A national conference will see educational leaders from across the country come together to discuss ways to improve teacher recruitment and retention. There is widespread agreement, including from the government, that reducing teacher workload is the most important factor in doing so.

Nottingham will welcome councils and schools from across the UK to discuss good practice in reducing workloads. They will hear from key speakers from Ofsted, the National Education Union and the Department for Education, School Employment and Teacher Retention Division.

Hosted by Nottingham’s Education Improvement Board school (EIB) which was behind the development of the Fair Workload Charter, the conference will focus on ‘reducing teacher and support staff workload in order to improve teacher recruitment and retention.’

The “Fair Workload Charter” was launched last autumn, urging schools to cap the work teachers are expected to perform in their own time at no more than two hours a night.

In February 2017, following an EIB presentation, an education select committee report recommended the approach. Since the launch, the EIB have been overwhelmed by how many councils from across the UK, including Northern Ireland, have been asked for advice on how to implement the scheme.

This has prompted the EIB to host this Friday’s conference, inviting people from across the country to learn about the “Fair Workload Charter’ and to get educational leaders discussing the issue of workloads. It’s hoped from this conference that a national leader will take up the campaign and push for more schools across the country to adopt the charter.

Speakers at the conference include Lilian Greenwood MP, who was a member of the parliamentary education select committee when it took evidence last year, Dr Mary Bousted, Joint General Secretary of the National Education Union and Stephen Baker, Deputy Director of the Department for Education School Employment and Teacher Retention Division.

Sally Pearce, Joint Headteacher of Seely Primary School and Sheena Wheatley, NUT secretary will present the fair workload charter. Jeremy Hannay, headteacher at Three Bridges primary school in Southall, West London, nicknamed ‘the happiest school on earth,’ will be speaking about abolishing marking and how it has been successful in his school.  Also speaking will be Jon Richards, UNISON National Secretary for Education and Children’s Services, James Bowen, director of NAHT Edge and Ian McNeilly, senior inspector at Ofsted.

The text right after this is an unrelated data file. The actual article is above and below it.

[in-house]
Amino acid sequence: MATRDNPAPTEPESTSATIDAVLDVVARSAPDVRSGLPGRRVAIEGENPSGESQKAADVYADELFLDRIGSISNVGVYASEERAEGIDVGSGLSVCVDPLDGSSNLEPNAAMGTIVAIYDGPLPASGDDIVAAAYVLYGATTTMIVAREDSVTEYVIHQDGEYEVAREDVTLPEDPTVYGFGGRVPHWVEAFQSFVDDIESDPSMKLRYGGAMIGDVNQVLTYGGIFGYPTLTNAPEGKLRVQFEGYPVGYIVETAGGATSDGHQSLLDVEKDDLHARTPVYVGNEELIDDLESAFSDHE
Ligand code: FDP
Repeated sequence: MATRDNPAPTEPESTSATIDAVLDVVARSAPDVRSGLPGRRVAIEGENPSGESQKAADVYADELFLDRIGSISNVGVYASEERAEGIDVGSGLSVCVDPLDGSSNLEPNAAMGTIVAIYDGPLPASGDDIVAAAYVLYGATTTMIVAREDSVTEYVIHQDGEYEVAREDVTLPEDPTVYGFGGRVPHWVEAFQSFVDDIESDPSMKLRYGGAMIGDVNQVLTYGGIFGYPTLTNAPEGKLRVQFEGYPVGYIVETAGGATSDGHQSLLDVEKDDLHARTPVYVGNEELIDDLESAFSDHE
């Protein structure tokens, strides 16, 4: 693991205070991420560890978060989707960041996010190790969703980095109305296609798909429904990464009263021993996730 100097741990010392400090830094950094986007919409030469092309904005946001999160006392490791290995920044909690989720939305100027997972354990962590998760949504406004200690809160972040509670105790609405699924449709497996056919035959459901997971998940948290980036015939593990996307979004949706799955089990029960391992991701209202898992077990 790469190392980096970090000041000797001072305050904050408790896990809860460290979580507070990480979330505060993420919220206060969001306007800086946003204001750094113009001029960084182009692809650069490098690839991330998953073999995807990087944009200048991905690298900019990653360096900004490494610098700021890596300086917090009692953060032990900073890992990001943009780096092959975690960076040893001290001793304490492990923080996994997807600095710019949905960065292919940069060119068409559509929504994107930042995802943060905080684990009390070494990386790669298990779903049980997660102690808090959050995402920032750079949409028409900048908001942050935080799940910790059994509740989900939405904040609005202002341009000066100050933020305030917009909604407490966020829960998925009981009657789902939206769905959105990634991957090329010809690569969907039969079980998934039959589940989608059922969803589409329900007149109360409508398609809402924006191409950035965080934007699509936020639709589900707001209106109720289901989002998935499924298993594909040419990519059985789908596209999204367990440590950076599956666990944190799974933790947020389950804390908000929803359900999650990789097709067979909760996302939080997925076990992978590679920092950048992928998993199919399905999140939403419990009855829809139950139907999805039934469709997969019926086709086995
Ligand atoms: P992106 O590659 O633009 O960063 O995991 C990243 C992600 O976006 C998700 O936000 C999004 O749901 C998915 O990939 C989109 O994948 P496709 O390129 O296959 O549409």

education There will also be a discussion session where people can have their say and share ideas on ways to reduce work load and tackle teacher retention.

The EIB’s lead on school improvement, David Anstead, will be leading the conference and believes more needs to be done to alleviate the crisis of teachers quitting the profession, often due to workloads.

He said: “We started in Nottingham doing this for the benefit of Nottingham schools, to make them a better place to work and thereby make Nottingham stronger in the recruitment market. Since then we have created a local solution for a national problem and we have been getting requests from all over the country. Everyone comes to us and says ‘what can we do’.

“Unless we all do something about teacher workload we will continue to have this recruitment and retention problem. It’s absolutely critical. All the national evidence points to workloads above everything else as being the main reason why we are seeing teachers leave. Hopefully this conference will bring out further solutions, get more to adopt the charter, but it could also lead to a national figure spear-heading this initiative. The Department for Education has been really supportive, but we need national figures and leaders to take a stand and say this needs to happen and take it on.”

Fair Workload Charter

The first of its kind, the Charter has received the support school imageof teaching unions and education watchdog Ofsted. Ofsted has confirmed that the measures contained in the Charter can be consistent with a good and better quality of teaching. The Charter was drawn up with representatives of teaching union officials from UNISON, the National Union of Teachers, the National Association of Head Teachers and the Association of Teachers and Lecturers.

Schools and academies are being asked to sign up to the charter which pledges to give teachers:

  • A fair and reasonable workload
  • High-quality training and professional development opportunities that meet the needs of individual members of staff
  • An attractive pay and rewards package, at least that of the national agreement for teachers and the local authority pay scale for support staff

The Fair Workload Charter sets out what teachers and other staff can expect from the schools that sign up to participate. This includes adopting schemes such as the ‘five-minute lesson plan’ model and the marking policy clarifying what will and won’t be marked. Schools should also ensure teachers get access to training schemes and that teaching assistants are supported to progress to qualified teacher status where they choose to do so.

More information about the EIB can be found at www.nottinghamschools.org.